“This broad remit means a number of different interventions and types of support it requires to be effective is very broad. Managers also need support and coaching on how to deploy the different types of performance management effectively at both individual, team and wider business level.

“If we are true to the view that people are critical to the success of any organisation, regardless of sector, then effective and holistic performance management is critical to every organisations’ success.”

 

David Wilkinson,
Group HR Director,
Premier Foods

“Performance management is often written about in HR circles, but it is much more than an HR programme. Done well, it is a vital management tool for colleague engagement with a company's purpose and successful business outcomes. There are a handful of principles key to a successful performance management system:

  1. Get buy-in and commitment from senior leadership – they are sponsors and should be advocates of the system.

  2. Any goals set by employees should be linked to the overall business purpose and strategy.

  3. Balance financial goals with behavioural ones, such as team leadership, development, and culture. These will work in tandem to improve the business.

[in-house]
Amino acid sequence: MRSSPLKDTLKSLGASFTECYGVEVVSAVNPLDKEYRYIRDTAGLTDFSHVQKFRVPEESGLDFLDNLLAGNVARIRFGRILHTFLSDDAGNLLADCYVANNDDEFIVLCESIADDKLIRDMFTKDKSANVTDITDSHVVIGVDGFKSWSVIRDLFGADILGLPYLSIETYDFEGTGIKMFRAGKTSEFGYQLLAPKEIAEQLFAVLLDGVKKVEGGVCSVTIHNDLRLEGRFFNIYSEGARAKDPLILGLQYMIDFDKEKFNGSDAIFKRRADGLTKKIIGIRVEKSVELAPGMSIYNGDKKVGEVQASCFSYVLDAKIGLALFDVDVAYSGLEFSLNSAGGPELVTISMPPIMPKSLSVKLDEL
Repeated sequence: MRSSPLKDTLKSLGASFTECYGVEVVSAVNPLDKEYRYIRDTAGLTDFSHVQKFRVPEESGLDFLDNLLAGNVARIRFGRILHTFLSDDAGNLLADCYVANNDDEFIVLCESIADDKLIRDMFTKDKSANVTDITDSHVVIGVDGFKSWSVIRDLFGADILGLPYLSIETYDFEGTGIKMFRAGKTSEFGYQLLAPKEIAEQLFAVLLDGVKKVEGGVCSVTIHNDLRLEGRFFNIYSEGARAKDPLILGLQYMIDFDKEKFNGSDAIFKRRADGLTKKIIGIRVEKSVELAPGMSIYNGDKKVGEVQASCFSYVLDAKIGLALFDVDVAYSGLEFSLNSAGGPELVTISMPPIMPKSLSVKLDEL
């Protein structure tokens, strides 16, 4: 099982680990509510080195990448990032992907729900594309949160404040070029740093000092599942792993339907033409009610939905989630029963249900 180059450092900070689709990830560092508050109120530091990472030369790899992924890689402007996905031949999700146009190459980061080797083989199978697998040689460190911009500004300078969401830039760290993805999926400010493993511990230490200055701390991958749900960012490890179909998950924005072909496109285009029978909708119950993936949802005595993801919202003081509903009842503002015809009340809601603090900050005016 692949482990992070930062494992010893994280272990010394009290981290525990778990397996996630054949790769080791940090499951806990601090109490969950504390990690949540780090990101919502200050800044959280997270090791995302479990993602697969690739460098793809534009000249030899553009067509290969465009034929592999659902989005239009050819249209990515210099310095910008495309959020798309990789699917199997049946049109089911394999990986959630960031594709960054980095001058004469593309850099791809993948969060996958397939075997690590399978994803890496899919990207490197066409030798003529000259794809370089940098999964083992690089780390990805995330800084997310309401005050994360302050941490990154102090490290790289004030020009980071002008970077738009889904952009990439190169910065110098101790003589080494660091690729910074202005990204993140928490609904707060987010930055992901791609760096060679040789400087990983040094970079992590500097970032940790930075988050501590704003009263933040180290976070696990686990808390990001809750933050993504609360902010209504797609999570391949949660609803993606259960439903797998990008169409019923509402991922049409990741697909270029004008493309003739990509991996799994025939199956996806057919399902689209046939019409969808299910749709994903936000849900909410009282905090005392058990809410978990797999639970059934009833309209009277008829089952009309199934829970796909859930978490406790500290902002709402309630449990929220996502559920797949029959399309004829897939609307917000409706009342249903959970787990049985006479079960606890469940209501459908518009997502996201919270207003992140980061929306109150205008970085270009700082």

4. Make it inclusive – everyone must take part for the process to be effective, and we should all have goals and to keep track of our performance.

  5. Finally, the process should be simple and ideally based around an IT platform for ease of reporting and consistency.”

David Wilkinson,
Group HR Director,
Premier Foods

“Performance management is often written about in HR circles, but it is much more than a HR programme. Done well, it is a vital management tool for colleague engagement with a company's purpose and successful business outcomes. There are a handful of principles key to a successful performance management system:

  1. Get buy-in and commitment from senior leadership – they are sponsors and should be advocates of the system.

  2. Any goals set by employees should be linked to the overall business purpose and strategy.

  3. Balance financial goals with behavioural ones, such as team leadership, development, and culture. These will work in tandem to improve the business.

  4. Make it inclusive – everyone must take part for the process to be effective, and we should all have goals and to keep track of our performance.

  5. Finally, the process should be simple and ideally based around an IT platform for ease of reporting and consistency.”

Hear from Amir Kabel at HRGV Live 2022, featuring two days of virtual insight, discussion, and peer-led learning.